Saturday, July 26, 2014

Movie Review: Snowpiercer

Snowpiercer is easily the most unique and entertaining sci-fi action flick since Pacific Rim. Comparing the two movies would be pretty pointless however, Pacific Rim was a blockbuster homage to B-rated kaiju films of old and was purposely campy. Although adapted from a French graphic novel, Snowpiercer feels fresh and excitingly original. While watching the film's many action spectacles and curve ball plot twists, I couldn't help but remember my first viewing of The Matrix. Snowpiercer is nowhere near as complex or self serious as Neo's Simulacra and Simulation inspired computer madness, it's just a damn thrilling movie that found me sitting on the edge of my seat and smiling ear to ear throughout its duration.

do not fuck w/ Captain America: EVER
The film takes place in the not too distant future, where a failed global warming experiment backfires and ends up freezing the entire planet, killing all life in the process. The last remnants of humanity live on a globe crossing train called, the Snowpiercer. For the survivors, Earth and the outside world no longer exist, their only reality is the train. Like in our current times however, life on the Snowpiercer sucks if you ain't in the top 1%. The huddled masses in the back of the bus/train are living all the worst post apocalyptic dystopian cliches, while the fat cats in the front stroke their beards and sniff hallucinogenic toxic waste til their hearts' content. Chris Evans leads a rag tag rebellion on board who try to overtake the engine and end their life of squalor and misery.

Director Bong Joon-ho has created the perfect storm of drama, action and over the top absurdity in this flick. The film's all-star cast (John Hurt, Korean star Song Kang-ho, Tilda Swinton, Octavia Spencer Jamie Bell, Alison Pill, Ed Harris and fucking Captain America himself) serve up amazing performances which anchor this film's otherwise flimsy premise to some much needed reality. The violence depicted onscreen is both jarring and titillating. People drop like flies in this movie and it seems like each death is gnarlier than the last. Finally, the set design and costumes of each train car makes the protagonists journey feel like something out of Alice and Wonderland. The film shifts gears from scenes with awesomely done stylized violence, to somber depressing ass drama, to laughably over the top zaniness and it somehow all works. If you're looking for an intelligent alternative to the Transformers type drivel we're spoon fed every summer, you cannot go wrong with Snowpiercer.

Movie Review: Dawn of the Planet of the Apes

If you enjoyed 2011's Rise of the Planet of the Apes, you're going to friggin love this new installment of the Apes franchise. Dawn of the Planet of the Apes is one of those rare sequels that just annihilates the original in every possible way, like Empire Strikes Back or The Winter Soldier from earlier this year. The first film had a lot of ground to cover and although it was thoroughly entertaining, felt a tad rushed overall. You see the apes being experimented on, watched James Franco (because he always plays James Franco) raise Caesar, yadda yadda yadda, ape revolt in the streets and a civilization ending virus begins spreading. That's a lot of ground they had to cover. Part two doesn't suffer from this, Dawn of the Apes takes place ten years after the events of the first film and is an entirely self contained, world building phenomenon of a film. That, and there's talking apes with machine guns on horseback.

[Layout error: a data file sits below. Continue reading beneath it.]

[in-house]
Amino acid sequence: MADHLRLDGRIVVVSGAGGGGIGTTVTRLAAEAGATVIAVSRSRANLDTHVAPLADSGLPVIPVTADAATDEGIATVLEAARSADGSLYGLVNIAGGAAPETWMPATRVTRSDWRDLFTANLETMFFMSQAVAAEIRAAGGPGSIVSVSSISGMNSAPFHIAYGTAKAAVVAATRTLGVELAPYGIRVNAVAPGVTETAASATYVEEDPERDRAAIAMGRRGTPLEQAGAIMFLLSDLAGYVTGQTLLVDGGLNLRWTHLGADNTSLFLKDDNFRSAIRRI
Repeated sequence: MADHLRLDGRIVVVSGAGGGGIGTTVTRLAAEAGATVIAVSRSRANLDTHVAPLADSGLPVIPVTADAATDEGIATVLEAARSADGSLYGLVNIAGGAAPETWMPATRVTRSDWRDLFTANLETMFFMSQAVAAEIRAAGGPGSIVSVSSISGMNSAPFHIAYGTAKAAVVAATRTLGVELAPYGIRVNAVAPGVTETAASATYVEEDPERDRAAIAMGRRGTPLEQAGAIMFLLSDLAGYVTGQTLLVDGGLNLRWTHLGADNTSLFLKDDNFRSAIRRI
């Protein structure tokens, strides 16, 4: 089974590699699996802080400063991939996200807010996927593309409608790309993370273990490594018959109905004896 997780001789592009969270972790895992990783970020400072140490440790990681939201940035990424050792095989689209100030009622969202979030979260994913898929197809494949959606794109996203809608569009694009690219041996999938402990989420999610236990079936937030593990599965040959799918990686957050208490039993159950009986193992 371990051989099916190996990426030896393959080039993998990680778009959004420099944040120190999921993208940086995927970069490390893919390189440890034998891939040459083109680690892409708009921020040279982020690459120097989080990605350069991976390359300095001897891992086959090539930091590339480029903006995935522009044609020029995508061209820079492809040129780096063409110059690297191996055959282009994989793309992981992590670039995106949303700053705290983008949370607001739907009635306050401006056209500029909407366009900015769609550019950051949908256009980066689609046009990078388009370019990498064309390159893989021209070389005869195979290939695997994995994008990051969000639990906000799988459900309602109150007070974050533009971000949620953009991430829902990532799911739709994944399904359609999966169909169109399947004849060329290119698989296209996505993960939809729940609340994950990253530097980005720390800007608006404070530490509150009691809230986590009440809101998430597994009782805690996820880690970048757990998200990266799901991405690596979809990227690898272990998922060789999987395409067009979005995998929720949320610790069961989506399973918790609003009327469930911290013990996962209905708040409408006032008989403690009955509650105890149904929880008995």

So the simian flu virus has wiped out most of humanity. Caesar and his gang of genetically enhanced apes live in the forests outside San Fransisco, hunting, learning and generally building a pretty chill primate civilization. That is until, they encounter some desperate humans in the woods one day, pitting the wants, needs and personalities of each species at odds with one another. This leads to both external and internal conflicts between apes and human alike. I don't want to spoil the plot because the less you know about the film the better, just hold on for the most surprising film of the summer.

I jokingly implied that Andy Serkis should have received an Oscar nomination for his portrayal of Caesar in the first film. Now, I'm dead serious...Andy Serkis deserves a best actor nod. Caesar is by far, the most complex, charismatic and down right coolest protagonist I've seen in a big budget Hollywood tentpole film in ages...and he's a CGI chimpanzee for Christ's sake! He's not the only badass this time around either. Advances in motion capture technology, and the plot device where pretty much all the humans are dead, allows for Dawn of the Apes to focus on, you guessed, even more apes! Caesar has a family and a (kind of a wussy) son, they have a little ape school led by Maurice the giant/genius orangutan from the first film and then, there's Koba. He's the freaky looking ape from Rise, with visible scars from years of being abused and experimented on by humans. Well homeboy is back with a vengeance in Dawn of the Apes. He goes from victim of circumstance to full on super villain rather remarkably. Again, I'm trying to keep the plot under wraps as much as possible here, but there is some serious philosophical pondering and straight up historical allusions going on in this film [Reichstag fire anyone?], plus it also has talking apes with machine guns on horseback. It literally has everything.

Friday, July 11, 2014

Movie Review: Boyhood of the year or best of the decade? I don't know but Richard Linklater's newest film is unlike anything I've ever seen before. A true marvel of filmmaking.

Boyhood is Linklater's decade plus passion project about coming of age in modern America. Filmed intermittently over a period of twelve years, the movie follows the life of a Texas boy named Mason Jr. from age six to eighteen. You watch him grow before your eyes in a stunning display of time lapse cinema. Linklater captures the subtle joys and debilitating hardships of life, as Mason, his family and the entire county changes throughout the 2000's. Watching this defenseless tike clad in Dragon Ball Z pajamas suddenly transform into a functioning adult before your eyes is simply mind blowing.